The Republican Party has lost control of the White House and wants it back in the next election. “If we get a strong candidate, we’ve got a better than fighting chance,” remarks newspaper publisher Kay Thorndyke at a meeting with party bigwig James Conover and reporter/political strategist Spike MacManus. “The party’s best chance is to put up a candidate who’s never been identified with politics,” Kay goes on, and the trio set their sights on wealthy, self-made tycoon Grant Matthews. It just so happens that Kay and Grant have been carrying on an affair under the nose of Grant’s justifiably suspicious wife Mary, but no matter. What the public doesn’t know won’t hurt the Republican candidate, whoever he may turn out to be. Now, if they can just get Grant and Mary to play the parts of happily married man and wife and persuade Grant to tone down those speeches that have riled the special interest groups, thereby presenting a more homogenized image to the American public, they may just have an electable candidate.


Sound familiar? Change the names, and the election in question just might be the one two years from now.

In fact, however, the presidential election Conover and his cronies are hoping to win is 1948’s, and Kay, Conover, Grant, and Mary are all fictitious characters in Russel Crouse and Howard Lindsay’s 1945 Pulitzer Prize-winning State Of The Union, a political comedy now being revived—terrifically—by Interact Theatre Company.

Though the issues of the day (the earliest stages of the Cold War, concern over the atomic bomb, debate over America’s inclusion in the United Nations) may not be exactly the same ones that Americans have on their minds in 2010, the back room finagling and devious strategizing used to get a candidate elected are as contemporary as this year’s midterm elections. For a play written sixty-five years ago, State Of The Union seems surprisingly undated despite the absence of cell phones, the Internet, and television.

Under Anita Khanzadian’s pitch-perfect direction and aided by Meagan Evers pitch-perfect period costumes, the entire cast* do splendid work capturing the look and feel of the period between the end of World War II and the Eisenhower ‘50s.

A trio of leading ladies get arguably the most colorful roles, and each is a standout. D.J. Harner’s Mary is the perfect blend of assertive and vulnerable, the LA. stage favorite making her period role seem contemporary without sacrificing historical accuracy. As Kay, versatile musical theater performer/choreographer Tracy Powell does some of her very best work yet—glamour and smarts personified in a non-singing/non-dancing role no less. Elizabeth Herron milks each syllable of Lulubelle’s infectious Southern drawl for all its worth, and downs a shitload of Sazeracs with the best of them. (It turns out that the Sazerac is the very first cocktail ever invented in America—way down South in Dixie. Who knew?)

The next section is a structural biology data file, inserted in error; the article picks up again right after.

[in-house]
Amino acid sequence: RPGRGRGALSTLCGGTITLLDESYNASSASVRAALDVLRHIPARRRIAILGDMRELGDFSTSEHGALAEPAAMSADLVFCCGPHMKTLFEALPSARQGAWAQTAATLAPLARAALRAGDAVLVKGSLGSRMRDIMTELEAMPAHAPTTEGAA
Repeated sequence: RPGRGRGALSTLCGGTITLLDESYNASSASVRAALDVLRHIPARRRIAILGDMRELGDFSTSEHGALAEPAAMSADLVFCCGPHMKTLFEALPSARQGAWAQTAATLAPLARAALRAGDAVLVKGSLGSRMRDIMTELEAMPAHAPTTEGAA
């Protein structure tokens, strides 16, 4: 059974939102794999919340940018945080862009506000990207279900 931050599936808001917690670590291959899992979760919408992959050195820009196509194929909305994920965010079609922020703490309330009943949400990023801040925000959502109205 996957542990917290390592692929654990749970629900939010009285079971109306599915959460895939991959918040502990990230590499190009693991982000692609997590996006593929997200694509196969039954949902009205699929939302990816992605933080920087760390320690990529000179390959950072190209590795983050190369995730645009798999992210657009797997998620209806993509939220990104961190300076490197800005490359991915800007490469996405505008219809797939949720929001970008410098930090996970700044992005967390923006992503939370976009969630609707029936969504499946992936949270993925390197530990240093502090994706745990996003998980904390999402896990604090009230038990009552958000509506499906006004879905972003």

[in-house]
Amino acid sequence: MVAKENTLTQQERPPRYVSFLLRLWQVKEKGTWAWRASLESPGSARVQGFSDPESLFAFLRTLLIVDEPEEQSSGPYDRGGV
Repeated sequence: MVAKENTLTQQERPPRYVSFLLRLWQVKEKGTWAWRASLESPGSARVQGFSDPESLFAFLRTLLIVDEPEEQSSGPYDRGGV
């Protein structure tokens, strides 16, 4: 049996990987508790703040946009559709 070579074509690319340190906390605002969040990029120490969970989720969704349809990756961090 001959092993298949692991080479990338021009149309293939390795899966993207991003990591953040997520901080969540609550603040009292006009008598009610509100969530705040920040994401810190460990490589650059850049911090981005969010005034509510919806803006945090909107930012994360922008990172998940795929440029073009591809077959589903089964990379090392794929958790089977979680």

As Grant, Don Fischer not only looks like every campaign manager’s dream candidate, he has precisely the right voice and bearing for the role. Stick James Gleason (Conover) into a smoke-filled room of politicos and he’d seem right at home, and the same could be said about James Calvert (Spike) in a room full of newspaper reporters. In smaller roles, Steven Connor (Judge Alexander), Eddie Jones (Sam Parrish), Stephen Richmond (Bill Hardy), and Paul Anderson (Senator Lauterback) could easily have stepped out of a Turner Classic Movie of the 1940s. Mimi Cozzens is a standout in a pair of roles she deliniates so completely (maid Norah and political wife Mrs. Draper) that you’d never know they were being played by the same actress. Colin Thomas Jennings sparkles as Stevens/Bellboy as does a very funny Erin Parks, slyly underplaying maid Jenny’s tipsiness. Kendall Linzee is effective in the role of Swenson.

Besides costume designer Evers’ late ‘40s garb, Joel Daavid’s set design (which morphs into a different room for each of State Of The Union’s three acts) contributes greatly to the mid-Twentieth Century look of the production. Derrick McDaniel’s lighting, Ron Klier’s sound design, and Marc Fellnererez’, Calvert’s, and Michael Thatcher’s props also merit thumbs up, though an anachronistic seltzer bottle and coiled phone cord do ring a tad false. Carla Barnett is producer, Cassandra Capoferri assistant director and Darryl Johnson stage manager.

If there’s anything wrong with State Of The Union (the title refers both to the U.S. and to the Matthews’ marital union, if you hadn’t already caught on), it’s simply that at three acts and nearly three hours, it may be too much for the 2010 theatergoer accustomed to ninety minutes without an intermission and we’re on our way home. Then again, it’s hard to complain about writing, direction, and acting as incisive and even timeless as that now gracing the NoHo Arts Center stage. The state of this State Of The Union is very fine indeed.

*The roles of Mary, Lulubelle, and Norah/Mrs. Draper have been double cast, and understudies have been assigned to the roles of Grant, Kay, Spike, and Conover.

Interact Theatre Company, NoHo Arts Center, 11136 Magnolia Boulevard, North Hollywood.
–Steven Stanley
September 26, 2010
Photos: Carla Barnett

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